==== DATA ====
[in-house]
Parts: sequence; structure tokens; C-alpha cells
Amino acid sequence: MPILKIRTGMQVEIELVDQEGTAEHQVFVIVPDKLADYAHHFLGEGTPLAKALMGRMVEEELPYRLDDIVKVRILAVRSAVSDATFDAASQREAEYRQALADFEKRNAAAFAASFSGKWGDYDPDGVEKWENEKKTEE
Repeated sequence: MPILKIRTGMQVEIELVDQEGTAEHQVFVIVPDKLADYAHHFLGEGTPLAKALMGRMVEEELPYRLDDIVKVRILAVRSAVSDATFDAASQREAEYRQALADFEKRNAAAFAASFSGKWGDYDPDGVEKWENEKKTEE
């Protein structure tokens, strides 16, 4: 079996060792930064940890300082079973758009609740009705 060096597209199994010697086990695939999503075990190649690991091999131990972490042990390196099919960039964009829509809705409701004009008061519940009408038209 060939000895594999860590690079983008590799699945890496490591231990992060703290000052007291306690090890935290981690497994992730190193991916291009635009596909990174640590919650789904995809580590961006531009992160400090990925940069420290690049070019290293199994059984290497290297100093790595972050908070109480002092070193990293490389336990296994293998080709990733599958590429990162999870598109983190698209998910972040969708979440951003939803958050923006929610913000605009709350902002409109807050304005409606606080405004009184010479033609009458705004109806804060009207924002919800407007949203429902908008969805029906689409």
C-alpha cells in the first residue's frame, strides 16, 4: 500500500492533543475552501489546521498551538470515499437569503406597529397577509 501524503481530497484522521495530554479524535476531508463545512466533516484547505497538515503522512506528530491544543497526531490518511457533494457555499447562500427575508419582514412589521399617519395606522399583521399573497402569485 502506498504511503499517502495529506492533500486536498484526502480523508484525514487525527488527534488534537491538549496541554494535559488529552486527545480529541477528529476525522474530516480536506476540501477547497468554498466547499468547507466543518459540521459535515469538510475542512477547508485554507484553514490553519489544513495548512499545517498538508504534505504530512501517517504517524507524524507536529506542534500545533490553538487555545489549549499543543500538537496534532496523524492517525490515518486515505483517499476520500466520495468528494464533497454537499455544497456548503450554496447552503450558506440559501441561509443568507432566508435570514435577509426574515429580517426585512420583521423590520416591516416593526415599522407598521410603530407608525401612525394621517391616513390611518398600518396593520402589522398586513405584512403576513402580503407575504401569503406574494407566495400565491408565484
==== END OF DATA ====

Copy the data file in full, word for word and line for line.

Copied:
[in-house]
Parts: sequence; structure tokens; C-alpha cells
Amino acid sequence: MPILKIRTGMQVEIELVDQEGTAEHQVFVIVPDKLADYAHHFLGEGTPLAKALMGRMVEEELPYRLDDIVKVRILAVRSAVSDATFDAASQREAEYRQALADFEKRNAAAFAASFSGKWGDYDPDGVEKWENEKKTEE
Repeated sequence: MPILKIRTGMQVEIELVDQEGTAEHQVFVIVPDKLADYAHHFLGEGTPLAKALMGRMVEEELPYRLDDIVKVRILAVRSAVSDATFDAASQREAEYRQALADFEKRNAAAFAASFSGKWGDYDPDGVEKWENEKKTEE
């Protein structure tokens, strides 16, 4: 079996060792930064940890300082079973758009609740009705 060096597209199994010697086990695939999503075990190649690991091999131990972490042990390196099919960039964009829509809705409701004009008061519940009408038209 060939000895594999860590690079983008590799699945890496490591231990992060703290000052007291306690090890935290981690497994992730190193991916291009635009596909990174640590919650789904995809580590961006531009992160400090990925940069420290690049070019290293199994059984290497290297100093790595972050908070109480002092070193990293490389336990296994293998080709990733599958590429990162999870598109983190698209998910972040969708979440951003939803958050923006929610913000605009709350902002409109807050304005409606606080405004009184010479033609009458705004109806804060009207924002919800407007949203429902908008969805029906689409």
C-alpha cells in the first residue's frame, strides 16, 4: 500500500492533543475552501489546521498551538470515499437569503406597529397577509 501524503481530497484522521495530554479524535476531508463545512466533516484547505497538515503522512506528530491544543497526531490518511457533494457555499447562500427575508419582514412589521399617519395606522399583521399573497402569485 502506498504511503499517502495529506492533500486536498484526502480523508484525514487525527488527534488534537491538549496541554494535559488529552486527545480529541477528529476525522474530516480536506476540501477547497468554498466547499468547507466543518459540521459535515469538510475542512477547508485554507484553514490553519489544513495548512499545517498538508504534505504530512501517517504517524507524524507536529506542534500545533490553538487555545489549549499543543500538537496534532496523524492517525490515518486515505483517499476520500466520495468528494464533497454537499455544497456548503450554496447552503450558506440559501441561509443568507432566508435570514435577509426574515429580517426585512420583521423590520416591516416593526415599522407598521410603530407608525401612525394621517391616513390611518398600518396593520402589522398586513405584512403576513402580503407575504401569503406574494407566495400565491408565484